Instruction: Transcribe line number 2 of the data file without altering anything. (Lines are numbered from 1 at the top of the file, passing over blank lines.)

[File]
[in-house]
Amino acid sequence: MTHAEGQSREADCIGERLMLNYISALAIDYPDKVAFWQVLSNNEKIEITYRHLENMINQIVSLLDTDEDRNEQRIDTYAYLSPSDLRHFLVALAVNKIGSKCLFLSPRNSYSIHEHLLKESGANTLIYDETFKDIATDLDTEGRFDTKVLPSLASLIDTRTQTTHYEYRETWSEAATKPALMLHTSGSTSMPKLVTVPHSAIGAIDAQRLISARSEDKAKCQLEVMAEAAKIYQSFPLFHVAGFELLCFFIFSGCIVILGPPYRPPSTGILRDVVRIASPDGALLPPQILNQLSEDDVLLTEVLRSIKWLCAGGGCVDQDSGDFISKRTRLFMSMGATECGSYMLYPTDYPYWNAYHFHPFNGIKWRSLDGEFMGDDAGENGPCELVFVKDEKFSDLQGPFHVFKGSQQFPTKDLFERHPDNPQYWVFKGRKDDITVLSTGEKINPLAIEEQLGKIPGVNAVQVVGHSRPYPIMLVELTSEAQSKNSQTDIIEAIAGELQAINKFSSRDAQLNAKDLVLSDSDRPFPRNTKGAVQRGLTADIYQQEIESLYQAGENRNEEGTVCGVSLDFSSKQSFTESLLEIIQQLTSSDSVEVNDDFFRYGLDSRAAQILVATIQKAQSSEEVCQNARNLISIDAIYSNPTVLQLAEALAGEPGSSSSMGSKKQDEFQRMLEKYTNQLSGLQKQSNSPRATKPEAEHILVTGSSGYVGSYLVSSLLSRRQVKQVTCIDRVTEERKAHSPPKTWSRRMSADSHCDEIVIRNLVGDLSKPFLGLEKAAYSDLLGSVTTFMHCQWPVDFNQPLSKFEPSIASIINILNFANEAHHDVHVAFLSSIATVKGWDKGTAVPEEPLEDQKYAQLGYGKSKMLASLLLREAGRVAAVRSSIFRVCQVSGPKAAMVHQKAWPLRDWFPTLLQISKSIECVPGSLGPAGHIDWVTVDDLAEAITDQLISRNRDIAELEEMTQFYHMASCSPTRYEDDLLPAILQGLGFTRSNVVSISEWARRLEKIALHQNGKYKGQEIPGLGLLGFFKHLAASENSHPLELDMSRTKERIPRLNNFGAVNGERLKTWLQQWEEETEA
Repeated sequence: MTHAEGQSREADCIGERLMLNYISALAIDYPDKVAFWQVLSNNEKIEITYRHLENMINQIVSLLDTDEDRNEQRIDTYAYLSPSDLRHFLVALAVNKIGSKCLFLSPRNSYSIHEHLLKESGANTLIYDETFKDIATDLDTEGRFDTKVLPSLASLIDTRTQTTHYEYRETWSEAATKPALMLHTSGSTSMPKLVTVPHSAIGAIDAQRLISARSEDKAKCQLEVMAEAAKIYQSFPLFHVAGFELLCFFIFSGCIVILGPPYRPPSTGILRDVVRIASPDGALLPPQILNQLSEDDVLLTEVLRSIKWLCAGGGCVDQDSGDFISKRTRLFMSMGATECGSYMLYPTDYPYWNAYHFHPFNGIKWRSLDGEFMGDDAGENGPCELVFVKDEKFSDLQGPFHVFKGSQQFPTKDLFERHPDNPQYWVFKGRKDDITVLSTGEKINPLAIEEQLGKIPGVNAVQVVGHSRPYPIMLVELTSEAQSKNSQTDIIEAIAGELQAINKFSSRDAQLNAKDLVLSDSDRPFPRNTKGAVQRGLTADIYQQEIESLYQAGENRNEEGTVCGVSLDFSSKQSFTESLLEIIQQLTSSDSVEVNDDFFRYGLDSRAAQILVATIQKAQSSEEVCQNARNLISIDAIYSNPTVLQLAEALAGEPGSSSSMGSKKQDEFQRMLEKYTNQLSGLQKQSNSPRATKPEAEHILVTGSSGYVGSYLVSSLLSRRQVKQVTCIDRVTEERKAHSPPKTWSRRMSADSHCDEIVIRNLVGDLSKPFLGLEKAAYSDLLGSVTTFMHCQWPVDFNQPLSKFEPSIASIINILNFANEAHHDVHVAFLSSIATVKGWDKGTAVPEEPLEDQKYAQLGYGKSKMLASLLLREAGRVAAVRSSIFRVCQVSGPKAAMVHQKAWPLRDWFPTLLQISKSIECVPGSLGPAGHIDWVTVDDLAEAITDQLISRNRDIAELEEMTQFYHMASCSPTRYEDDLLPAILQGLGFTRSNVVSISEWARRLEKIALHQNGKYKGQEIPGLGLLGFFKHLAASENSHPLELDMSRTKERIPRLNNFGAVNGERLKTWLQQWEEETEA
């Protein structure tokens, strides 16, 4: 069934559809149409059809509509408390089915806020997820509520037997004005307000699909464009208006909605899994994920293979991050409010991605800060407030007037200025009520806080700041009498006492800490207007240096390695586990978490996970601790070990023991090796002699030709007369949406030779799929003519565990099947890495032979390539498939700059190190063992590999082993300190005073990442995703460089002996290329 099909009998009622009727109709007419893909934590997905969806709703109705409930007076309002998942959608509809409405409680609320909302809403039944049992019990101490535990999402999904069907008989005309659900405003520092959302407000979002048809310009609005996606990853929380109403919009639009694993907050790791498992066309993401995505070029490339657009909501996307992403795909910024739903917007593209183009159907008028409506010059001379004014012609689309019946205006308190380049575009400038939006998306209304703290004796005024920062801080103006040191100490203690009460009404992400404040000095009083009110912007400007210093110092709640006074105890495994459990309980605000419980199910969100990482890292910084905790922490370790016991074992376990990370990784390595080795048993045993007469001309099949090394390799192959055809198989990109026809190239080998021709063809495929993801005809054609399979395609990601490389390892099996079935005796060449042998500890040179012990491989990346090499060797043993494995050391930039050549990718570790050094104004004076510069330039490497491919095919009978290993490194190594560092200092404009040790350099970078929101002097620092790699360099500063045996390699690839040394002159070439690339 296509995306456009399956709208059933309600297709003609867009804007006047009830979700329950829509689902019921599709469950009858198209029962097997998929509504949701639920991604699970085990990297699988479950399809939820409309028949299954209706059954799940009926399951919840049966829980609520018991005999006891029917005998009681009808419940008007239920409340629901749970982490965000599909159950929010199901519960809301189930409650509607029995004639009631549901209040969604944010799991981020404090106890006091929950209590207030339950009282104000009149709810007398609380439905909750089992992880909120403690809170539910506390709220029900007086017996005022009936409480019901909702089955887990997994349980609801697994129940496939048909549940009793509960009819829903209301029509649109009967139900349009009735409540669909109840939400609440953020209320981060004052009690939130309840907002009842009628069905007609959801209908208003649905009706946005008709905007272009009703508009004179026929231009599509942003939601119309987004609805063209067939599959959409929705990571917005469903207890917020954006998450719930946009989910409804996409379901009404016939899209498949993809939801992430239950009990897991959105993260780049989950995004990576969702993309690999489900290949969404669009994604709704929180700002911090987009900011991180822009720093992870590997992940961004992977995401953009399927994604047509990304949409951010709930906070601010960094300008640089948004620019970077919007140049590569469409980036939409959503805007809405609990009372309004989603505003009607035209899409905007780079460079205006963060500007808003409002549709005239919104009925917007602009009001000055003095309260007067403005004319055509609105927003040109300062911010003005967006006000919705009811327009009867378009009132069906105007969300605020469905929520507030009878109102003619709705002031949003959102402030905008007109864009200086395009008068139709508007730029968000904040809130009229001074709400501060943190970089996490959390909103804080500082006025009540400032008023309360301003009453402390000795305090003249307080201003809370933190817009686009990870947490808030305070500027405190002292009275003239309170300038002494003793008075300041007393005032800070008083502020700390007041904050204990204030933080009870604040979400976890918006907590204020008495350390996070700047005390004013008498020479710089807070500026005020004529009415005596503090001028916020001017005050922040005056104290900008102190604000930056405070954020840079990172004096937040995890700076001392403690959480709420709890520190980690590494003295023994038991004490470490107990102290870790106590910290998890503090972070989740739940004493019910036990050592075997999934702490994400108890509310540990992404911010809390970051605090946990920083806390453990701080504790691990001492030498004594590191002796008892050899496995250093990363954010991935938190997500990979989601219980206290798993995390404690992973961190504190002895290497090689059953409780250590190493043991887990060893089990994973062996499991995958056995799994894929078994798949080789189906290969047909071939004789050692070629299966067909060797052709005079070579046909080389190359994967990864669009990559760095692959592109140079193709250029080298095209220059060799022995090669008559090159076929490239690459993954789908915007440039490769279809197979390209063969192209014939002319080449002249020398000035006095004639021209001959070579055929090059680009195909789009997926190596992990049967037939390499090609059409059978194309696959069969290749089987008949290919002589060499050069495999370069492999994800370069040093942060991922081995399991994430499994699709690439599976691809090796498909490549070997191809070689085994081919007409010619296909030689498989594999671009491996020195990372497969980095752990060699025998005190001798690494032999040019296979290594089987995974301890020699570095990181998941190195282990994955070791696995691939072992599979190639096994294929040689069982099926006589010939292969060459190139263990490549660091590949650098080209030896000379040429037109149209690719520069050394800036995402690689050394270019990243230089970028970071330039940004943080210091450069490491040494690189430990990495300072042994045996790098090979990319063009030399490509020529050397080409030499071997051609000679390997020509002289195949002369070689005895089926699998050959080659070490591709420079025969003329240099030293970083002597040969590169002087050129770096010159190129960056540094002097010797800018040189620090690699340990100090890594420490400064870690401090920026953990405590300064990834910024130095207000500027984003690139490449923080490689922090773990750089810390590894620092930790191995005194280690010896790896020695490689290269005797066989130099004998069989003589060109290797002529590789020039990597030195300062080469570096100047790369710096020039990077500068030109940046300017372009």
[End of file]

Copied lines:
Amino acid sequence: MTHAEGQSREADCIGERLMLNYISALAIDYPDKVAFWQVLSNNEKIEITYRHLENMINQIVSLLDTDEDRNEQRIDTYAYLSPSDLRHFLVALAVNKIGSKCLFLSPRNSYSIHEHLLKESGANTLIYDETFKDIATDLDTEGRFDTKVLPSLASLIDTRTQTTHYEYRETWSEAATKPALMLHTSGSTSMPKLVTVPHSAIGAIDAQRLISARSEDKAKCQLEVMAEAAKIYQSFPLFHVAGFELLCFFIFSGCIVILGPPYRPPSTGILRDVVRIASPDGALLPPQILNQLSEDDVLLTEVLRSIKWLCAGGGCVDQDSGDFISKRTRLFMSMGATECGSYMLYPTDYPYWNAYHFHPFNGIKWRSLDGEFMGDDAGENGPCELVFVKDEKFSDLQGPFHVFKGSQQFPTKDLFERHPDNPQYWVFKGRKDDITVLSTGEKINPLAIEEQLGKIPGVNAVQVVGHSRPYPIMLVELTSEAQSKNSQTDIIEAIAGELQAINKFSSRDAQLNAKDLVLSDSDRPFPRNTKGAVQRGLTADIYQQEIESLYQAGENRNEEGTVCGVSLDFSSKQSFTESLLEIIQQLTSSDSVEVNDDFFRYGLDSRAAQILVATIQKAQSSEEVCQNARNLISIDAIYSNPTVLQLAEALAGEPGSSSSMGSKKQDEFQRMLEKYTNQLSGLQKQSNSPRATKPEAEHILVTGSSGYVGSYLVSSLLSRRQVKQVTCIDRVTEERKAHSPPKTWSRRMSADSHCDEIVIRNLVGDLSKPFLGLEKAAYSDLLGSVTTFMHCQWPVDFNQPLSKFEPSIASIINILNFANEAHHDVHVAFLSSIATVKGWDKGTAVPEEPLEDQKYAQLGYGKSKMLASLLLREAGRVAAVRSSIFRVCQVSGPKAAMVHQKAWPLRDWFPTLLQISKSIECVPGSLGPAGHIDWVTVDDLAEAITDQLISRNRDIAELEEMTQFYHMASCSPTRYEDDLLPAILQGLGFTRSNVVSISEWARRLEKIALHQNGKYKGQEIPGLGLLGFFKHLAASENSHPLELDMSRTKERIPRLNNFGAVNGERLKTWLQQWEEETEA